Content Non-Generators: Why are they Outperforming?

The success of this business model is hinged on certain principles which essentially involve changes in management’s mindset from the traditional to a more disruptive approach

In our first article in these series, we highlighted the structure and the advantages of the Content Non-Generating Business Model. Today, we will be ruminating on why they perform beyond expectations.

The success of this business model is hinged on certain principles which essentially involve changes in management’s mindset from the traditional to a more disruptive approach. Some of these changes include:



These companies are beginning to focus more on intangible assets (brand, technology etc.) as tangible (physical) assets are gradually becoming a burden. These businesses have however made their people (staff and customers) their greatest tangible assets.



As customers are increasingly becoming more tech-savvy, these businesses are also becoming digitized as they understand that the best place to meet customers is where they are and not where you want or hope for them to be. These businesses continually find easier ways of connecting to the customers and then proposing these ways to the seller at a little charge.



The ideological shift from being the boss-at-the-top to co-creator who knows how to motivate, inspire and work alongside others employees to develop the network and achieve customer satisfaction.


In the Nigerian Context Sub-Saharan Africa provides interesting market dynamics due to its sheer population and untapped business opportunities. According to Venture Africa, “Sub-Saharan Africa is currently undergoing a mobile digital revolution with consumers, networks and even media companies waking up the possibilities of 3G and 4G technology.” Africa’s consumer spending is estimated to exceed US$1.4 trillion annually by 2020 (US$400 million is already being realized in Nigeria) and e-commerce in Africa will generate about US$75 billion in revenue by 2025, contingent on most African economies improving power, transportation, broadband connectivity and other infrastructure, says McKinsey Global Institute. This provides a large market for content non-generators in terms of users and less competition.

In addition, “the rise of cheap smartphones will allow vast portions of the population – from middle classes in cities to small businesses in rural areas – access to mobile broadband,” states Fredrik Jejdling, sub-Saharan Africa head of Swedish tech company, Ericsson in a recent report by the company. Therefore, inexpensive mobile phones and mobile broadband connections are driving internet access and usage in countries where fixed internet has been out of consumer’s reach due to lack of infrastructure and affordability. The report predicts that the number of devices connected to the internet will rise to about 930 million by late 2019, with three in four mobile subscriptions at the time to be internet inclusive. These statistics are particularly encouraging for indigeiuos CNGs like Cheki, Property 24, Jiji, DealDey, SME Market Hub,, Oga Taxi etc., who are currently operating this business model.



Cheki is a Nigerian online market place where car dealers, importers and private seller post their cars for sale. Cheki works with clients throughout the purchasing process to ensure that transactions are completed with ease and payment made to the right person. Rather than individually visiting the hundreds of different car dealers, customers can get quotes from various dealers on the website, thereby saving money and getting the best deals. Cheki is the highest ranked vehicle online platform in Nigeria with approximately 80,000 vehicles listed, over 45,000 daily visitors and 1.5 million visitors monthly on the site. The online platform serves to bridge the gap between sellers and buyers of automobiles by bringing the Nigerian car market to the comfort of your homes and devices. No doubt this has improved the lives of millions of Nigerians who use this service, as people now have a price comparison guide and a third party to monitor the transaction process, making it as seamless and as fraud-free as possible. It has also had an enormous effect on the competitive framework of the automobile sale industry as car dealers’ premium on cars have reduced significantly due to the availability of accessible alternatives to customers.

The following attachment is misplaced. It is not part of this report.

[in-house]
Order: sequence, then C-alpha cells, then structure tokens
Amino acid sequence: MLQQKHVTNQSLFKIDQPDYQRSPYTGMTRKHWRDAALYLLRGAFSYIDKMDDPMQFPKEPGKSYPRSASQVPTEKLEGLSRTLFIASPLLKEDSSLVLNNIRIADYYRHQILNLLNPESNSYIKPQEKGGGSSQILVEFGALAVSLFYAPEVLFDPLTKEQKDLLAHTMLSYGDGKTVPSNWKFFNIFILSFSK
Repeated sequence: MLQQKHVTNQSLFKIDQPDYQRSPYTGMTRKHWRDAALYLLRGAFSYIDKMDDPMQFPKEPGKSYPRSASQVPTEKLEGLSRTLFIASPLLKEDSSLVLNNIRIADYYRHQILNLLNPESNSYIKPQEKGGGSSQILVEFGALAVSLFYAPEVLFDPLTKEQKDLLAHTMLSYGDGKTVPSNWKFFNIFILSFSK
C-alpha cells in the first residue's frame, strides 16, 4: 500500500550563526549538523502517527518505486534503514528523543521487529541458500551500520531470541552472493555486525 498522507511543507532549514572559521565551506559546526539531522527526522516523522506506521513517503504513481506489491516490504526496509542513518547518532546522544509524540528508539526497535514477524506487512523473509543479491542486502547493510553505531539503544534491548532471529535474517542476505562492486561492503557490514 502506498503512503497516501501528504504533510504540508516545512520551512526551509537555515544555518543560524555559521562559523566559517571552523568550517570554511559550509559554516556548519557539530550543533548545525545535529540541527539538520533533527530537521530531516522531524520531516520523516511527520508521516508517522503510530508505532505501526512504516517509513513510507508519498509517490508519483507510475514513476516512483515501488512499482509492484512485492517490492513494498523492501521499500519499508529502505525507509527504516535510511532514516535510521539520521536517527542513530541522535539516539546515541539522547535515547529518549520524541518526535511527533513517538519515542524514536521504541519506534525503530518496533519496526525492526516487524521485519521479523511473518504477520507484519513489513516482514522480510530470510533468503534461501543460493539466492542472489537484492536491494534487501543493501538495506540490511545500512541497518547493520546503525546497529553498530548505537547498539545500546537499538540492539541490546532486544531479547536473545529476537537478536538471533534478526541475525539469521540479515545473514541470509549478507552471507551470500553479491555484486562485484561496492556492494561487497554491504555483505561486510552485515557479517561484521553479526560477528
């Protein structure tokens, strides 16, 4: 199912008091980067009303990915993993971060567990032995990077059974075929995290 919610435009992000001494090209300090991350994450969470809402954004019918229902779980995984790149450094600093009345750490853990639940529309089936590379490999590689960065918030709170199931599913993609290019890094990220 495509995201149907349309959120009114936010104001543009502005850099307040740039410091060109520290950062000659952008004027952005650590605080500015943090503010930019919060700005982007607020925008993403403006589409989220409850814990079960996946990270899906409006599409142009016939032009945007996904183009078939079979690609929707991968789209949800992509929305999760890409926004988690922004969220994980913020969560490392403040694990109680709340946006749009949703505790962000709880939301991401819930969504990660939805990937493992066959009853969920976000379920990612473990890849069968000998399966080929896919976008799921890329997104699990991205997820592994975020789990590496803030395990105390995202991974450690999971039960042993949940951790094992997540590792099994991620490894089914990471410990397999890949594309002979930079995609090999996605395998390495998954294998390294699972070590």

DealDey is another player in the very active Nigerian e-commerce space. Deal Dey, which means “we have discount deal(s)” in pidgin  english, is a digital site that aggregates daily online discounts on popular goods and services. It brands itself as the largest online deals platform in sub-Saharan Africa with over 1 million users, 15,000 active merchants and 20,000 verified businesses. Whilst there are speculations regarding the intrinsic value of the company compared to the deal value. Dealdey has grown overtime to become one of Nigeria’s stop shop for mega deals that would not have been easily accessible about a decade ago. The success of Dealdey and other online retailers further emphasizes the untapped business opportunities on the continent. Taking into consideration, the sheer size of the African population, the growing usage of the internet and the emerging new-age customers, managing a platform where people converge to find solutions to their needs and ensuring that the platform is very easy to use and always up-to date.